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Perhaps a little misleading in name, the group Seoul is actually from Montreal, Canada. The vocals are soft and sparse on tracks like “The Line” from upcoming album I Become A Shade, leaving plenty of room for several intertwining layers of countermelody in the production and instrumentation.

SPEAK

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“Gates,” a standout by Austin quartet SPEAK, explodes upon pressing play, with glassy layers of electro-rock leading into a smooth vocal from leader Troupe Gammage. Its bridge grows even more dense and complicated for a brief moment before drawing back to a sole guitar and the reintroduction of the chorus.

Sucré

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I found pop vocalist Sucré last fall and am surprised she hasn’t grown a lot more popular than she currently is. Last year’s Loner EP was a pop gem, with confident vocals above an intriguing soundscape of electronics, dense horns, strings, and twinkling keys.

Summer Heart

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We can never have too much breezy Swedish pop, right? Based in its third-largest city, Malmö, David Alexander builds rich, bouncing productions that surround his voice. “Thinkin Of U” has a simple lyric — “it’s been six years since I first saw you / it’s been six years; still, I want you” — that provides a nice friction to the song’s sun-kissed sound.

Tigertown

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Australian act Tigertown’s new single “Papernote” is a massive affair, starting with a great vocal rhythm in the verse that collides with a wall of production as it reaches the chorus. With the weather warming up as spring begins, advertisers would be smart to jump on this for syncs in summer ad campaigns.

Tropics

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Tropics, the act of London vocalist/writer/producer Chris Ward, produces smooth, minimal pop with R&B and electronic tendencies. “Rapture” slinks along with light keys that resemble Rhye’s sound, but add more percussion and darker undercurrents.

Walking Shapes

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Indie-alt group Walking Shapes put a pep in their step, with bouncing, at times adventurous instrumentation under lighter vocals that fans of Dale Earnhardt Jr. Jr. would enjoy. There are even moments when they dive into dreamier moments and aggressive rock in others, giving them several interesting avenues to expand upon in future releases.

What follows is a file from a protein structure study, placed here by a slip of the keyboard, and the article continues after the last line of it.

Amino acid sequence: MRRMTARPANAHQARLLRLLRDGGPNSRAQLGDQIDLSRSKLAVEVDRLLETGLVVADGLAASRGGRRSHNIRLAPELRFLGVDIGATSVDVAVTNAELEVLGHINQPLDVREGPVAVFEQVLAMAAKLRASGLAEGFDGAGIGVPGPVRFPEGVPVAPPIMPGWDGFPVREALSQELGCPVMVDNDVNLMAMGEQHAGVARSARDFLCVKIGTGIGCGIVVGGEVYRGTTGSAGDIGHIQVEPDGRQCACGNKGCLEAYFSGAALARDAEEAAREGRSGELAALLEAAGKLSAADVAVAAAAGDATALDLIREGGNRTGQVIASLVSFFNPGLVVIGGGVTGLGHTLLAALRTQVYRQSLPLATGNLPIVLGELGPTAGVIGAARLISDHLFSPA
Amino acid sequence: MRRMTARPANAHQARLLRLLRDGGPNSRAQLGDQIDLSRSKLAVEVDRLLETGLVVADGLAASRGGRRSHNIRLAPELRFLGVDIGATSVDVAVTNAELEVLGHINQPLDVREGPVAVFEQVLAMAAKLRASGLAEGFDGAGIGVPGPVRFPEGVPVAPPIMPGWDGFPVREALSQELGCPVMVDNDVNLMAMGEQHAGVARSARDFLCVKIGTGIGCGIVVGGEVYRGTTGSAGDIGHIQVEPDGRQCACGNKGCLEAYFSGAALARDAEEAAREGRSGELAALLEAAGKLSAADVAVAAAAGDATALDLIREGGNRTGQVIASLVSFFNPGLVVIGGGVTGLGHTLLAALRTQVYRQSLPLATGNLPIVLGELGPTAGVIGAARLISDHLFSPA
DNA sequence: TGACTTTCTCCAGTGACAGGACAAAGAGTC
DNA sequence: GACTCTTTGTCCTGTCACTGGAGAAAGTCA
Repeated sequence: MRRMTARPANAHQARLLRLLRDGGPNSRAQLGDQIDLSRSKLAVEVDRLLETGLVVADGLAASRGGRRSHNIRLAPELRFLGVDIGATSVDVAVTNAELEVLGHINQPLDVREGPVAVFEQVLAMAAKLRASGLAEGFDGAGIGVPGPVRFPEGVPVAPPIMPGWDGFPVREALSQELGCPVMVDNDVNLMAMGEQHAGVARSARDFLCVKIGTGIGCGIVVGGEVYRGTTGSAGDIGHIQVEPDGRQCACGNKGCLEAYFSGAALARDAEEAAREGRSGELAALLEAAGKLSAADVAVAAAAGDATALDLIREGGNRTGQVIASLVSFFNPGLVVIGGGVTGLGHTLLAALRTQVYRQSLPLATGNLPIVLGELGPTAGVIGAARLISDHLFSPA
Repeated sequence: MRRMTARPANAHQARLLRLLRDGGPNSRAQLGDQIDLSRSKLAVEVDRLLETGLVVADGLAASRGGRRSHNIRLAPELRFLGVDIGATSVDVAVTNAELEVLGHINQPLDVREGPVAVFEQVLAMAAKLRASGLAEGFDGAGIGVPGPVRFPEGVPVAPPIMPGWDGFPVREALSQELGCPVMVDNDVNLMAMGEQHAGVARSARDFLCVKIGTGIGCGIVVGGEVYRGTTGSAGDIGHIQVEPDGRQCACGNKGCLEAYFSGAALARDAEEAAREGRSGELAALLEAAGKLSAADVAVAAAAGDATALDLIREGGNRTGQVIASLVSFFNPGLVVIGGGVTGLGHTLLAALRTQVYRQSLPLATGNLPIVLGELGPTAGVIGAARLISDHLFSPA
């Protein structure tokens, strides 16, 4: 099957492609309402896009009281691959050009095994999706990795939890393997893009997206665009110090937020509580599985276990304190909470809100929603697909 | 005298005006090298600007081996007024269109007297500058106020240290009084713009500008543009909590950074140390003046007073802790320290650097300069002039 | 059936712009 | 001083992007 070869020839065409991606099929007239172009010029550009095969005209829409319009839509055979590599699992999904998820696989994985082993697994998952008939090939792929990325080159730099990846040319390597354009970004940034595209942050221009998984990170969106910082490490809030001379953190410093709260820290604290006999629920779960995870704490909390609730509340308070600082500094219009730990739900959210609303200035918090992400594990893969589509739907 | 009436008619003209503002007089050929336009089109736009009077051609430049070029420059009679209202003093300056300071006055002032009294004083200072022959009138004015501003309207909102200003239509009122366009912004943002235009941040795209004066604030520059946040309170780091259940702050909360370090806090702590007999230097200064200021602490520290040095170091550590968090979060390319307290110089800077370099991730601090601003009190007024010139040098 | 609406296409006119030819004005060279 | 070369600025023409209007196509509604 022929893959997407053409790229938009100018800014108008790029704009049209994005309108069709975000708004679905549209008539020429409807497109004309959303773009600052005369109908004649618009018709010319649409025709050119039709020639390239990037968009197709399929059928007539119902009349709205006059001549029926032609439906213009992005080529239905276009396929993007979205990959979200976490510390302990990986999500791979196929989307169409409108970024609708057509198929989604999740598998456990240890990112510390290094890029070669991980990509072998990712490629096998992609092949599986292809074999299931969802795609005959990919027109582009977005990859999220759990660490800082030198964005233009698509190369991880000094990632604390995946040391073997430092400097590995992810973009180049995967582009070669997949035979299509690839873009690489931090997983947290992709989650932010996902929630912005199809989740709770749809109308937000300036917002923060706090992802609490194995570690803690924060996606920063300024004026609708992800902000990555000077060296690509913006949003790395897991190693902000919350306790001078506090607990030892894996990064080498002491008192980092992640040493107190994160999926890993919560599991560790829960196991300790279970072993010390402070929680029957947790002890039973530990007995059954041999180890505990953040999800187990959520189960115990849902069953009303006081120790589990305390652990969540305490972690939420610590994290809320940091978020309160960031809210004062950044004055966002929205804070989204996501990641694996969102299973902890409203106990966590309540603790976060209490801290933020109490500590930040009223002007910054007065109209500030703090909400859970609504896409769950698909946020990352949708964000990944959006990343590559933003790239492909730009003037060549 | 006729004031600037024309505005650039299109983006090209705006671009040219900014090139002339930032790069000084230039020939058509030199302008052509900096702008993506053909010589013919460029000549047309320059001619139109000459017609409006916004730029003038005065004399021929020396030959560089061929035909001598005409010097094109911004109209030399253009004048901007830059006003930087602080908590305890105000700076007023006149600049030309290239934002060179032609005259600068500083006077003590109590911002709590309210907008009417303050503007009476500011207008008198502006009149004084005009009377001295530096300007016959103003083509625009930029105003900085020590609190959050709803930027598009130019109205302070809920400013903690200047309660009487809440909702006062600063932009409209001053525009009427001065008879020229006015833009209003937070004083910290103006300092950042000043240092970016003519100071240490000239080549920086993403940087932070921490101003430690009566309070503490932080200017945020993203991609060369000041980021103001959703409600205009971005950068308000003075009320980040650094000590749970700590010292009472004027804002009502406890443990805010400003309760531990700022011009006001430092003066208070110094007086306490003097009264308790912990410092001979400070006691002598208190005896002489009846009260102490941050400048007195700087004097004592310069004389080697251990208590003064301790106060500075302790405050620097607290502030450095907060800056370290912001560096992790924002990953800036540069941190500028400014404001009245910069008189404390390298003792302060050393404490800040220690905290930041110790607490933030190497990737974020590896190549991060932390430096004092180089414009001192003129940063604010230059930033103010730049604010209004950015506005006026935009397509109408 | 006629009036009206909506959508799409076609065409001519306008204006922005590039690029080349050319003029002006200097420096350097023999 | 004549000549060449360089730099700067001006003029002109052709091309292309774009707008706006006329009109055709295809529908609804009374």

Wild Party

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San Antonio indie-rock band Wild Party keeps things interesting with arrangements and rhythms that are more creative than usual, including moments of syncopation and dynamic intervals. They’re signed to Old Friends Recordings, who also represent Hellogoodbye and one of my favorites from last year’s SXSW discoveries, Carousel.

Wilsen

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Folk-leaning group Wilsen’s tracks breeze along gently but with power, like a brief, concentrated burst of wind. With the soft, textured vocal of Tamsin Wilson leading the way and a nice backbone of tender strings whose echoes bounce and stack among one another, it’s a soft but completely pleasing sound.

Yellerkin

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Childhood friends Adrian Galvin and Luca Buccellati are the New York-based duo Yellerkin. Their long-standing friendship seems implied in the youthful yelps that burst out of recent single “Tools,” with slightly more adult, introspective lyricism. The production shifts wildly between later verses, suggesting the pair may have more tools in their belts than is first expected.

Young Ejecta

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Brooklyn duo Young Ejecta is a character invented in the combination of singer-songwriter Leanne Macomber and producer Joel Ford. The result is a spacey, ambient sound punctured by plucky strings and topped with Macomber’s soft, St. Vincent-reminiscent vocal.

Zeke Duhon

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Nashville-via-Tulsa artist Zeke Duhon creates easily digestible, easily enjoyable songs for fans of indie-leaning contemporary pop-rock acts like Matt Nathanson. “Gravity” is darker and has a more rock feel, while “Faith And Hope” is lighter and more optimistic, but both singles put Duhon’s relatable delivery in a good light and paint opportunities for broad appeal.